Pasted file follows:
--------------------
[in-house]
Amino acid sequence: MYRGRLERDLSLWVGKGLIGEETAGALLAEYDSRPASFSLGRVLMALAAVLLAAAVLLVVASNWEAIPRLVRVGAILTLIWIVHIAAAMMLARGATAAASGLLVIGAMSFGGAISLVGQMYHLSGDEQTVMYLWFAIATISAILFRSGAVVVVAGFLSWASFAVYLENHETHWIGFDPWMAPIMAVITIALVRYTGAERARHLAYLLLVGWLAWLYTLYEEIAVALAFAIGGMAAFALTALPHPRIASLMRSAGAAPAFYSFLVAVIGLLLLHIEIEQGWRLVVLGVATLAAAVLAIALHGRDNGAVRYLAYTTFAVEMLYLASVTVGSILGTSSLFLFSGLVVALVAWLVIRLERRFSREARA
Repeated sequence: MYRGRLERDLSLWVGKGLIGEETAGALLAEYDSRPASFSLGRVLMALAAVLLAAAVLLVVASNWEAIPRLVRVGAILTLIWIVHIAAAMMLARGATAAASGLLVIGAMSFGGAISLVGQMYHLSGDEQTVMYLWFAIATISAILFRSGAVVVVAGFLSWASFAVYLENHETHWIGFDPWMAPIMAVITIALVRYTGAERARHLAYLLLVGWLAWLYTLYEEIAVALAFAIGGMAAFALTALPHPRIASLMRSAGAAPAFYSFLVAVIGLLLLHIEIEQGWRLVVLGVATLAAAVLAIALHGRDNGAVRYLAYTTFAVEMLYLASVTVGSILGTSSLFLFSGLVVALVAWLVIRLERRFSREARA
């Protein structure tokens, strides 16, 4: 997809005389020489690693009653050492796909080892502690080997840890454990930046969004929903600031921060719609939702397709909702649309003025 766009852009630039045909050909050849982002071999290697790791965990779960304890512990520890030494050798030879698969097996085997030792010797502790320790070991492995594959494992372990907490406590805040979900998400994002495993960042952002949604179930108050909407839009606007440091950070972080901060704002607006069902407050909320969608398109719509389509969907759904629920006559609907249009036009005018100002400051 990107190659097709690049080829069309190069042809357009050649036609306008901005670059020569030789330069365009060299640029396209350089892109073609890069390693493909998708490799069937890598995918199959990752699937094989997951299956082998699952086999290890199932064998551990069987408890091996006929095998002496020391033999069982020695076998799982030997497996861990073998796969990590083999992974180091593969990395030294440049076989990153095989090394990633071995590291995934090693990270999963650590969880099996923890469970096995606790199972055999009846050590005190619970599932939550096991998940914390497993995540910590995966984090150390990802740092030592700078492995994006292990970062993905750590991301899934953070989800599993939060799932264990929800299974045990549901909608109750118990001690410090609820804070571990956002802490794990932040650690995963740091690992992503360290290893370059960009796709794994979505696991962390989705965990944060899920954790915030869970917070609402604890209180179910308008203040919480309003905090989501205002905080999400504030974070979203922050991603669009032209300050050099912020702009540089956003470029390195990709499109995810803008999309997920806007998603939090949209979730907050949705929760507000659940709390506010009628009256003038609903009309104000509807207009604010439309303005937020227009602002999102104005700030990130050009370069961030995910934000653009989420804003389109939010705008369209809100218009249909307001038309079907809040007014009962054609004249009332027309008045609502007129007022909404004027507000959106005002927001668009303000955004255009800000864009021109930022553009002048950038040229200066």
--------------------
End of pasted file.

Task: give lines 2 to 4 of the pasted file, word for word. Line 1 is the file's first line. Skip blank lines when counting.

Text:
Amino acid sequence: MYRGRLERDLSLWVGKGLIGEETAGALLAEYDSRPASFSLGRVLMALAAVLLAAAVLLVVASNWEAIPRLVRVGAILTLIWIVHIAAAMMLARGATAAASGLLVIGAMSFGGAISLVGQMYHLSGDEQTVMYLWFAIATISAILFRSGAVVVVAGFLSWASFAVYLENHETHWIGFDPWMAPIMAVITIALVRYTGAERARHLAYLLLVGWLAWLYTLYEEIAVALAFAIGGMAAFALTALPHPRIASLMRSAGAAPAFYSFLVAVIGLLLLHIEIEQGWRLVVLGVATLAAAVLAIALHGRDNGAVRYLAYTTFAVEMLYLASVTVGSILGTSSLFLFSGLVVALVAWLVIRLERRFSREARA
Repeated sequence: MYRGRLERDLSLWVGKGLIGEETAGALLAEYDSRPASFSLGRVLMALAAVLLAAAVLLVVASNWEAIPRLVRVGAILTLIWIVHIAAAMMLARGATAAASGLLVIGAMSFGGAISLVGQMYHLSGDEQTVMYLWFAIATISAILFRSGAVVVVAGFLSWASFAVYLENHETHWIGFDPWMAPIMAVITIALVRYTGAERARHLAYLLLVGWLAWLYTLYEEIAVALAFAIGGMAAFALTALPHPRIASLMRSAGAAPAFYSFLVAVIGLLLLHIEIEQGWRLVVLGVATLAAAVLAIALHGRDNGAVRYLAYTTFAVEMLYLASVTVGSILGTSSLFLFSGLVVALVAWLVIRLERRFSREARA
């Protein structure tokens, strides 16, 4: 997809005389020489690693009653050492796909080892502690080997840890454990930046969004929903600031921060719609939702397709909702649309003025 766009852009630039045909050909050849982002071999290697790791965990779960304890512990520890030494050798030879698969097996085997030792010797502790320790070991492995594959494992372990907490406590805040979900998400994002495993960042952002949604179930108050909407839009606007440091950070972080901060704002607006069902407050909320969608398109719509389509969907759904629920006559609907249009036009005018100002400051 990107190659097709690049080829069309190069042809357009050649036609306008901005670059020569030789330069365009060299640029396209350089892109073609890069390693493909998708490799069937890598995918199959990752699937094989997951299956082998699952086999290890199932064998551990069987408890091996006929095998002496020391033999069982020695076998799982030997497996861990073998796969990590083999992974180091593969990395030294440049076989990153095989090394990633071995590291995934090693990270999963650590969880099996923890469970096995606790199972055999009846050590005190619970599932939550096991998940914390497993995540910590995966984090150390990802740092030592700078492995994006292990970062993905750590991301899934953070989800599993939060799932264990929800299974045990549901909608109750118990001690410090609820804070571990956002802490794990932040650690995963740091690992992503360290290893370059960009796709794994979505696991962390989705965990944060899920954790915030869970917070609402604890209180179910308008203040919480309003905090989501205002905080999400504030974070979203922050991603669009032209300050050099912020702009540089956003470029390195990709499109995810803008999309997920806007998603939090949209979730907050949705929760507000659940709390506010009628009256003038609903009309104000509807207009604010439309303005937020227009602002999102104005700030990130050009370069961030995910934000653009989420804003389109939010705008369209809100218009249909307001038309079907809040007014009962054609004249009332027309008045609502007129007022909404004027507000959106005002927001668009303000955004255009800000864009021109930022553009002048950038040229200066």